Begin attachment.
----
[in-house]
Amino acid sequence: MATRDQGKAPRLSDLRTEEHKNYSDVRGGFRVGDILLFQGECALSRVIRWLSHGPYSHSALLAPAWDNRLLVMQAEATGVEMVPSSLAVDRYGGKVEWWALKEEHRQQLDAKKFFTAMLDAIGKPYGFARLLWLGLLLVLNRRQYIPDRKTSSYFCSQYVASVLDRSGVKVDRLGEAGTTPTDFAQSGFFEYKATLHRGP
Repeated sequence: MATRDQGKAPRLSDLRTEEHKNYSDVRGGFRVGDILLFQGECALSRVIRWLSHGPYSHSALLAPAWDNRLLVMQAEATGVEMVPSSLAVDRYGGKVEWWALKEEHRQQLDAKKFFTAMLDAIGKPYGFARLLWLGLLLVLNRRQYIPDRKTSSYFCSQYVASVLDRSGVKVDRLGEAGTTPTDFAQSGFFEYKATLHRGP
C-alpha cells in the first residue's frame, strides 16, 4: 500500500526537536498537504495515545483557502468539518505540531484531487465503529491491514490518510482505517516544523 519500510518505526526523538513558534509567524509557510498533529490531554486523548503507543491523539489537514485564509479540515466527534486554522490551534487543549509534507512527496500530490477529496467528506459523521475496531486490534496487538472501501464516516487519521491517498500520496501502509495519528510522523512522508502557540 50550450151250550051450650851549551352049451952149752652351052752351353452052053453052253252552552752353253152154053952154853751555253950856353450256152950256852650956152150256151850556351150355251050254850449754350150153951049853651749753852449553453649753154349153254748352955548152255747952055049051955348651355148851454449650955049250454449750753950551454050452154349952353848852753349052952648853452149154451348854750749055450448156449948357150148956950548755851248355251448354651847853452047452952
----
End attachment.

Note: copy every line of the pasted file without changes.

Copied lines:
[in-house]
Amino acid sequence: MATRDQGKAPRLSDLRTEEHKNYSDVRGGFRVGDILLFQGECALSRVIRWLSHGPYSHSALLAPAWDNRLLVMQAEATGVEMVPSSLAVDRYGGKVEWWALKEEHRQQLDAKKFFTAMLDAIGKPYGFARLLWLGLLLVLNRRQYIPDRKTSSYFCSQYVASVLDRSGVKVDRLGEAGTTPTDFAQSGFFEYKATLHRGP
Repeated sequence: MATRDQGKAPRLSDLRTEEHKNYSDVRGGFRVGDILLFQGECALSRVIRWLSHGPYSHSALLAPAWDNRLLVMQAEATGVEMVPSSLAVDRYGGKVEWWALKEEHRQQLDAKKFFTAMLDAIGKPYGFARLLWLGLLLVLNRRQYIPDRKTSSYFCSQYVASVLDRSGVKVDRLGEAGTTPTDFAQSGFFEYKATLHRGP
C-alpha cells in the first residue's frame, strides 16, 4: 500500500526537536498537504495515545483557502468539518505540531484531487465503529491491514490518510482505517516544523 519500510518505526526523538513558534509567524509557510498533529490531554486523548503507543491523539489537514485564509479540515466527534486554522490551534487543549509534507512527496500530490477529496467528506459523521475496531486490534496487538472501501464516516487519521491517498500520496501502509495519528510522523512522508502557540 50550450151250550051450650851549551352049451952149752652351052752351353452052053453052253252552552752353253152154053952154853751555253950856353450256152950256852650956152150256151850556351150355251050254850449754350150153951049853651749753852449553453649753154349153254748352955548152255747952055049051955348651355148851454449650955049250454449750753950551454050452154349952353848852753349052952648853452149154451348854750749055450448156449948357150148956950548755851248355251448354651847853452047452952